In less than 40 years, the economies of the BRICs—Brazil, Russia, India and China—could generate more economic output than the G6 combined (the United States, Japan, the United Kingdom, Germany, France and Italy), according to Goldman Sachs' projections. What does this mean for your business?

In this era of globalization, expanding internationally is increasingly important to achieve long-term growth. And choosing the right foreign markets to pursue is imperative, a subject covered in our first issue of Commerce Trade Finance Advisor. With the rise of the BRICs, U.S. companies are wise to include this powerful engine of world demand in their long-term global strategy, especially since only two G6 members, the U.S. and Japan, are likely to be among the six largest economies in 2050.

Brazil Likely To Overcome Challenges, Finally

Brazil generated relatively weak gross domestic product (GDP) growth over the past decade. According to a McKinsey study, this primarily was attributable to slow productivity growth, and to a lesser degree, on burdensome regulations, infrastructure limitations and the country's large informal economy.

But higher growth rates are projected. As a result, Brazil's economy likely will overtake Italy's by 2025, France's by 2031, and the UK's and Germany's by 2036, Goldman Sachs says. These estimates assume Brazil, the world's 12th largest market whose population of 188 million will swell to 228 million by 2050, will continue to make progress on macro economic stabilization, according to Goldman Sachs.

Russia Hits Bumps, But on its Way

In the recent past, Russia struggled to pay wages while attempting to mitigate financial crises. Today, Russian growth is robust. Enriched by surging oil prices and flush with cash, Russia has reached a new level of confidence not seen in decades.

On January 1, 2006, Russia became the chair of the G8 (includes G6 plus Canada and Russia). With greater involvement in the organization, the unrealized hope was Russia would lock in democratic reforms. This is reflected in Russia's 2006 Freedom House ranking of 6 on political rights and 5 on civil liberties. The independent organization that supports world freedom utilizes a scale of 1 (most free) to 7 (least free).

In March 2006, President Vladimir Putin accused the U.S. of hampering Russian World Trade Organization's (WTO) accession talks. Sticking points include U.S. market access and intellectual property protection. Once secured, however, Russian WTO membership will almost certainly re-energize its reform process and better integrate the former communist country into the world economy.

India Is Almost There

In less than 30 years, Goldman Sachs projects India's economy to become the world's third largest after the U.S.' and China's. This tremendous ascent is primarily due to India's service-led growth strategy which focuses on business process outsourcing and information technology.

This is reflected in India's increasing ability to attract foreign direct investment (FDI) in research and development (R&D). According to a United Nations investment survey, in 2004 India was the sixth largest destination for foreign R&D investment. By 2009, it is expected to move up to third place after China and the U.S. To fill new R&D positions, more Indian scientists and engineers are staying in or returning to India to perform related activities. Overall, the U.S. Census Bureau estimates that India's population will exceed China's by 2034.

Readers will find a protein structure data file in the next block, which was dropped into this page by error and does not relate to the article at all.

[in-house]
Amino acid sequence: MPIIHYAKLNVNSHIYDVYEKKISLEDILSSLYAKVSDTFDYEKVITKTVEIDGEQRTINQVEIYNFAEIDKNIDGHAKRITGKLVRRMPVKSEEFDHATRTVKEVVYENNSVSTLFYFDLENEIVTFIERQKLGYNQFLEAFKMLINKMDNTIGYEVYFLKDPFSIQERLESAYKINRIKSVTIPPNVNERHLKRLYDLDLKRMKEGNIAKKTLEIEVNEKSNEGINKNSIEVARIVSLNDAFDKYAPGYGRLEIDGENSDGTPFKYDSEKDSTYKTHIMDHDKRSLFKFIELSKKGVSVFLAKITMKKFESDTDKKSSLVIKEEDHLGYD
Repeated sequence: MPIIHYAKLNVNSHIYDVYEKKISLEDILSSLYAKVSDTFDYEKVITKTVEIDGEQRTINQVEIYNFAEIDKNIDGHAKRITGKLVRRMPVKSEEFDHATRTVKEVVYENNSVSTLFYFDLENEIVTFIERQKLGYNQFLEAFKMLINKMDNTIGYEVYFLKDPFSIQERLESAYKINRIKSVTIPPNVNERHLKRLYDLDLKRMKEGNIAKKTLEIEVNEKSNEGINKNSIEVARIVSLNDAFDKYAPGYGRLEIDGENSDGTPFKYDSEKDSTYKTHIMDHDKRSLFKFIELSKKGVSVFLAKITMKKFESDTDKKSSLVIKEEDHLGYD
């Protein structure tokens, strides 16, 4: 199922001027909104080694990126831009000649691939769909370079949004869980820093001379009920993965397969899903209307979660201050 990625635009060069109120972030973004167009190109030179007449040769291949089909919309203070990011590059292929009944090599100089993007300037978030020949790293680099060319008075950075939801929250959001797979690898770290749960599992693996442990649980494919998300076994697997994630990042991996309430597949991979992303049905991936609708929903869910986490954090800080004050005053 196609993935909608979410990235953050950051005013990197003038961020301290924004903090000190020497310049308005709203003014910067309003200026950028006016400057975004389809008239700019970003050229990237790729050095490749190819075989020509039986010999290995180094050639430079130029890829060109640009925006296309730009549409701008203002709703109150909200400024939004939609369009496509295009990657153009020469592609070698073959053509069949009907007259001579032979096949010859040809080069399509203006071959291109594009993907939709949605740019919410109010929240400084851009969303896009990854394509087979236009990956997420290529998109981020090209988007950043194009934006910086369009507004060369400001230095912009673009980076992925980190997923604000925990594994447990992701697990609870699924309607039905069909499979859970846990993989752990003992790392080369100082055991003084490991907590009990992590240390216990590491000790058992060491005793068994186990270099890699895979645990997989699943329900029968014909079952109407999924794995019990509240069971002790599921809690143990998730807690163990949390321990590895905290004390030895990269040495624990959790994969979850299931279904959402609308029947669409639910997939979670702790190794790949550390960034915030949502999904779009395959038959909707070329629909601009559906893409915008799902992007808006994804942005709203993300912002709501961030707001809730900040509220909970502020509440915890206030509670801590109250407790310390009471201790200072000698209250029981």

India's manufacturing sector also is expanding. But India's infrastructure and government support are poor. And although the country continues to implement economic reforms, more needs to be done. Nevertheless, India is projected to continue developing global business expertise and efficiencies, positioning the world's largest democracy for an extremely exciting future.

China Is Already There

Reported in the second issue of Commerce Trade Finance Advisor, China already has become one of the world's global economic powerhouses. In fact, it is likely to become the world's fourth largest economy by 2010, according to the Organization for Economic Co-operation and Development. And China could overtake Japan by 2015 and the United States by 2039, Goldman Sachs estimates.

China's GDP growth rate has been among the world's highest. Like most other BRICs, it is anticipated to decelerate, but still achieve the high rate of 5.4 percent by 2050. Rising inbound investment, a large labor force, and continued economic and political reform will continue to reshape the world.

Study the Big Picture

Approximately one-third of BRIC projected growth is based on currency appreciations, Goldman Sachs reports. And although its economic output will surpass the G6, BRIC per capita incomes will not, except for Russia's. Goldman Sachs projects that by 2050, per capita incomes likely will reach $17,366 in India, $26,592 in Brazil, $31,357 in China, and $49,646 in Russia.

When selecting markets to pursue, per capita incomes need to be considered in context. For example, in 2005, GDP per capita income was $1,340 in China and $620 in India. Yet, China has approximately 200 to 300 million consumers and India has approximately 200 million consumers with purchasing power similar to America's middle class.

This article appeared in July 2006. (CM)

John Manzella
About The Author John Manzella [Full Bio]
John Manzella, founder of the, is a world-recognized speaker, author and an international columnist on global business, trade policy, labor, and economic trends. His latest book is Global America: Understanding Global and Economic Trends and How To Ensure Competitiveness.

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